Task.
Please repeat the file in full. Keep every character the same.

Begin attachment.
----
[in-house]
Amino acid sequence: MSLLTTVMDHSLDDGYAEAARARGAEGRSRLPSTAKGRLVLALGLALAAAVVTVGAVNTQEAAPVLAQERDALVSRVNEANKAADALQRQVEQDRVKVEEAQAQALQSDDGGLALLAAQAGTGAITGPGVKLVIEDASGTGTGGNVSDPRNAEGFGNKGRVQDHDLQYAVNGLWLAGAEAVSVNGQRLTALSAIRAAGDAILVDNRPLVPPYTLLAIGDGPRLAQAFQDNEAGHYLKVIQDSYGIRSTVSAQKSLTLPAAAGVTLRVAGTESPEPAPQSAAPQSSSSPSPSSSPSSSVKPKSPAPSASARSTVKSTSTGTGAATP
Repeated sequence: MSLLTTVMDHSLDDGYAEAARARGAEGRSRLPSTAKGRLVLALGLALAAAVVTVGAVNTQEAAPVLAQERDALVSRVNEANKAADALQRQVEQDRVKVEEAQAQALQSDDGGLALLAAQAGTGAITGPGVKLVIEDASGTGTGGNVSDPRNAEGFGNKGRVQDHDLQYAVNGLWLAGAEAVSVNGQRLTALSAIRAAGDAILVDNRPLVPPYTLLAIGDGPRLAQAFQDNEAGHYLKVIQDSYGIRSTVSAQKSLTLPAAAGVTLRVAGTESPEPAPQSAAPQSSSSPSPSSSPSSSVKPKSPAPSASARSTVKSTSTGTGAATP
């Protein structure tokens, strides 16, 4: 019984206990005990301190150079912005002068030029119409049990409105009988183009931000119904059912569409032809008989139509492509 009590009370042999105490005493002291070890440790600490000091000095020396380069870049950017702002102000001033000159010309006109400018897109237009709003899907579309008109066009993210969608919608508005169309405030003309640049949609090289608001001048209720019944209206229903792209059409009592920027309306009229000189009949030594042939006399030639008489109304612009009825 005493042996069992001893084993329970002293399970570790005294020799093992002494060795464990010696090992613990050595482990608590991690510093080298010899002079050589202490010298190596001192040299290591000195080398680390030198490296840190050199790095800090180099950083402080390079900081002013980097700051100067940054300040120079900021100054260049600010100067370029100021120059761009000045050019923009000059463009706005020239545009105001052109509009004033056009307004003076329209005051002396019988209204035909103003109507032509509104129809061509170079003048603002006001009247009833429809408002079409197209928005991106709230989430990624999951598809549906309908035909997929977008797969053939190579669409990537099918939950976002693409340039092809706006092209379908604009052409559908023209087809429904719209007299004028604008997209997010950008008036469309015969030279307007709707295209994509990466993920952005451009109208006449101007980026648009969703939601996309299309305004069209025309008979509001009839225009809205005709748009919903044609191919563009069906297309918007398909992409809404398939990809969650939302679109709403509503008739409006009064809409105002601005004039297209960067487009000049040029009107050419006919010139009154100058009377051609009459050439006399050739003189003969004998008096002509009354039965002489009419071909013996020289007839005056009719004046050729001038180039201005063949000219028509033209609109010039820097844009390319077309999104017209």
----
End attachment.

[in-house]
Amino acid sequence: MSLLTTVMDHSLDDGYAEAARARGAEGRSRLPSTAKGRLVLALGLALAAAVVTVGAVNTQEAAPVLAQERDALVSRVNEANKAADALQRQVEQDRVKVEEAQAQALQSDDGGLALLAAQAGTGAITGPGVKLVIEDASGTGTGGNVSDPRNAEGFGNKGRVQDHDLQYAVNGLWLAGAEAVSVNGQRLTALSAIRAAGDAILVDNRPLVPPYTLLAIGDGPRLAQAFQDNEAGHYLKVIQDSYGIRSTVSAQKSLTLPAAAGVTLRVAGTESPEPAPQSAAPQSSSSPSPSSSPSSSVKPKSPAPSASARSTVKSTSTGTGAATP
Repeated sequence: MSLLTTVMDHSLDDGYAEAARARGAEGRSRLPSTAKGRLVLALGLALAAAVVTVGAVNTQEAAPVLAQERDALVSRVNEANKAADALQRQVEQDRVKVEEAQAQALQSDDGGLALLAAQAGTGAITGPGVKLVIEDASGTGTGGNVSDPRNAEGFGNKGRVQDHDLQYAVNGLWLAGAEAVSVNGQRLTALSAIRAAGDAILVDNRPLVPPYTLLAIGDGPRLAQAFQDNEAGHYLKVIQDSYGIRSTVSAQKSLTLPAAAGVTLRVAGTESPEPAPQSAAPQSSSSPSPSSSPSSSVKPKSPAPSASARSTVKSTSTGTGAATP
């Protein structure tokens, strides 16, 4: 019984206990005990301190150079912005002068030029119409049990409105009988183009931000119904059912569409032809008989139509492509 009590009370042999105490005493002291070890440790600490000091000095020396380069870049950017702002102000001033000159010309006109400018897109237009709003899907579309008109066009993210969608919608508005169309405030003309640049949609090289608001001048209720019944209206229903792209059409009592920027309306009229000189009949030594042939006399030639008489109304612009009825 005493042996069992001893084993329970002293399970570790005294020799093992002494060795464990010696090992613990050595482990608590991690510093080298010899002079050589202490010298190596001192040299290591000195080398680390030198490296840190050199790095800090180099950083402080390079900081002013980097700051100067940054300040120079900021100054260049600010100067370029100021120059761009000045050019923009000059463009706005020239545009105001052109509009004033056009307004003076329209005051002396019988209204035909103003109507032509509104129809061509170079003048603002006001009247009833429809408002079409197209928005991106709230989430990624999951598809549906309908035909997929977008797969053939190579669409990537099918939950976002693409340039092809706006092209379908604009052409559908023209087809429904719209007299004028604008997209997010950008008036469309015969030279307007709707295209994509990466993920952005451009109208006449101007980026648009969703939601996309299309305004069209025309008979509001009839225009809205005709748009919903044609191919563009069906297309918007398909992409809404398939990809969650939302679109709403509503008739409006009064809409105002601005004039297209960067487009000049040029009107050419006919010139009154100058009377051609009459050439006399050739003189003969004998008096002509009354039965002489009419071909013996020289007839005056009719004046050729001038180039201005063949000219028509033209609109010039820097844009390319077309999104017209």